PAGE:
|Color of berry skin||Noir|
|Also called||see list of synonyms|
Colorino is a red Italian wine grape variety planted primarily in Tuscany. The grape is known for its deep dark coloring and is used primarily as a coloring agent in red blends. In the history of Chianti it played a minor role, mostly for its affinity and use to the governo winemaking technique. Like Canaiolo, Colorino did not rot easily while going through the partial drying process to later be added to the fermenting grape must. However the grape did not provide the same level of fruit and softening effect that Canaiolo did and fell out of favor. In the late 1980s, there was a surge of interest in the variety among Tuscan winemakers who saw in this local grape variety similarity to the role Petit Verdot plays in Bordeaux blends. Colorino was planted and used to add darker colors and structure from phenolic compounds in the grape's thick skin without the overpowering aromatics that Cabernet Sauvignon could add. This enthusiasm was short lived and by the turn of the 21st century Colorino returned once again to a minor role in Tuscan wines.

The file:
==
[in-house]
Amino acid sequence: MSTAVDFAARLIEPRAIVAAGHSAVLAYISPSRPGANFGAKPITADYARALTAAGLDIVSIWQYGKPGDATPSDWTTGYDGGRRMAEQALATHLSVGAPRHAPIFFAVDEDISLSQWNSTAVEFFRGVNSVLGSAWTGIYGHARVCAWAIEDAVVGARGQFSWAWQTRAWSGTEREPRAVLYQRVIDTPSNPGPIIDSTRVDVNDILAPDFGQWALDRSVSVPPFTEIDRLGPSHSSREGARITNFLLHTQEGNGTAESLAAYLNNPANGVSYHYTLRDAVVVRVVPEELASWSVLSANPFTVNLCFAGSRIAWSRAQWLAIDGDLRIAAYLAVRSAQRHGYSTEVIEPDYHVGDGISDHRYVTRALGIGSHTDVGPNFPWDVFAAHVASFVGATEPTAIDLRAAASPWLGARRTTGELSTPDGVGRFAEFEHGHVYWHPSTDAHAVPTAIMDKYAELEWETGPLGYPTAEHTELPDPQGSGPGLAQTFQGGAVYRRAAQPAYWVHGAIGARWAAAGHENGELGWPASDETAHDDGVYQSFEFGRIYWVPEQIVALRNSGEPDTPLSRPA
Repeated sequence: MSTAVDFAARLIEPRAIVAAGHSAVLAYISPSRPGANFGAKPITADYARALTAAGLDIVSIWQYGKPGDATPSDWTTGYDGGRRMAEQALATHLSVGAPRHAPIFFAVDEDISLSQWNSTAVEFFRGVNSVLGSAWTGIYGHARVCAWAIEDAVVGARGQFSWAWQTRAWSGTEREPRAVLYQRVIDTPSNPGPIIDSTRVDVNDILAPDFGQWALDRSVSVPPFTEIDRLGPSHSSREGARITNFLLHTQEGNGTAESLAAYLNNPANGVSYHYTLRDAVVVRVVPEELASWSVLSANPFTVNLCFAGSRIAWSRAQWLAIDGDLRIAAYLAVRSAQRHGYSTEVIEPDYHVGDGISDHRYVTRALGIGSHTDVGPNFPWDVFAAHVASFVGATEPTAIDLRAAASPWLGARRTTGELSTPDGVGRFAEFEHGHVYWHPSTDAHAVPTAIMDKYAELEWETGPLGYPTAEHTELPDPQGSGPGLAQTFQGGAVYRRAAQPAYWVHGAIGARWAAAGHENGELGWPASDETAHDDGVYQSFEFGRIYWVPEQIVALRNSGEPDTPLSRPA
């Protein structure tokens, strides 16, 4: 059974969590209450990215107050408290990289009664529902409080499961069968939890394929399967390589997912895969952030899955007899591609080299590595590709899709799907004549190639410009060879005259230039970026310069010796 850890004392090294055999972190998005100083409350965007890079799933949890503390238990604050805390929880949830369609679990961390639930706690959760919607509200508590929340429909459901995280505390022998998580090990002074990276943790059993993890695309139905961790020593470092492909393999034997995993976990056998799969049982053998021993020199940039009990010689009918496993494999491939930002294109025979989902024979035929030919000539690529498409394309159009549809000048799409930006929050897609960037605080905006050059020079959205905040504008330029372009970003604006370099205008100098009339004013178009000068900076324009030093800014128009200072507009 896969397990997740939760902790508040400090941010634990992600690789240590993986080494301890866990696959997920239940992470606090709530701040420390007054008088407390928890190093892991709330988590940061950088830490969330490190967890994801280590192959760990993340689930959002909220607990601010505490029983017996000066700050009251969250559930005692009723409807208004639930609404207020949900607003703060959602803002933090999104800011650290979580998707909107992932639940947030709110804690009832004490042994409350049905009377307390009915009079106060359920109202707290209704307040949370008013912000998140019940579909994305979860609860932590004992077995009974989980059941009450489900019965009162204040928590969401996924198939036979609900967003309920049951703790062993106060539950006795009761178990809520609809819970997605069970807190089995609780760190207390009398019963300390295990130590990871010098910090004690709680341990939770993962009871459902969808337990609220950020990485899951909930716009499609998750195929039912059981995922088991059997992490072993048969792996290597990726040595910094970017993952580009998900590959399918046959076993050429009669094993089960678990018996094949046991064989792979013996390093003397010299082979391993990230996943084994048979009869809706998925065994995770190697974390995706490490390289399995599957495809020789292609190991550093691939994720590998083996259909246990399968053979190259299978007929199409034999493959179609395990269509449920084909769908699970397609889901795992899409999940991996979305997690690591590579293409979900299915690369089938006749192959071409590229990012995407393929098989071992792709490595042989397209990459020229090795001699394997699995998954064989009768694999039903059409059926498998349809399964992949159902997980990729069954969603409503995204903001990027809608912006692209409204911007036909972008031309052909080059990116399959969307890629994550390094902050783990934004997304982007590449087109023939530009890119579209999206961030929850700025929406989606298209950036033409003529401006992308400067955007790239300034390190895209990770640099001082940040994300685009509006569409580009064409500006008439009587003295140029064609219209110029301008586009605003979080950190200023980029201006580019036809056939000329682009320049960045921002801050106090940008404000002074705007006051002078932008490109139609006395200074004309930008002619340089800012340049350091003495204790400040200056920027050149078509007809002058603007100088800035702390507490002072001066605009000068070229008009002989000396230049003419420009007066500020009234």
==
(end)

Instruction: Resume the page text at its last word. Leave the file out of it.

In addition to Tuscany, the grape is also found in the Umbria region of Central Italy. It is a principle grape variety in the Denominazione di Origine Controllata (DOC) wines of Montecarlo in Tuscany as well as Rosso Orvietano and Lago di Corbara in Umbria.
Colorino is known under a variety of synonyms throughout Italy. These include Abrostine, Abrostino, Abrostolo Dolce, Abrustano Nero, Broustina Rose, Colore, Colorino di Lucca, Colorino di Valdarno, Colorino Pisano, Jomarello, Lambrusco, Raversusto and Tintiglia Ii.
- J. Robinson Jancis Robinson's Wine Course Third Edition pg 137 Abbeville Press 2003 ISBN 0-7892-0883-0
- J. Robinson (ed) "The Oxford Companion to Wine" Third Edition pg 188 Oxford University Press 2006 ISBN 0-19-860990-6
- Wine Grape Profiles "Colorino" Accessed: May 6th, 2009
- "Colorino". Vitis International Variety Catalogue. Retrieved 2010-01-30.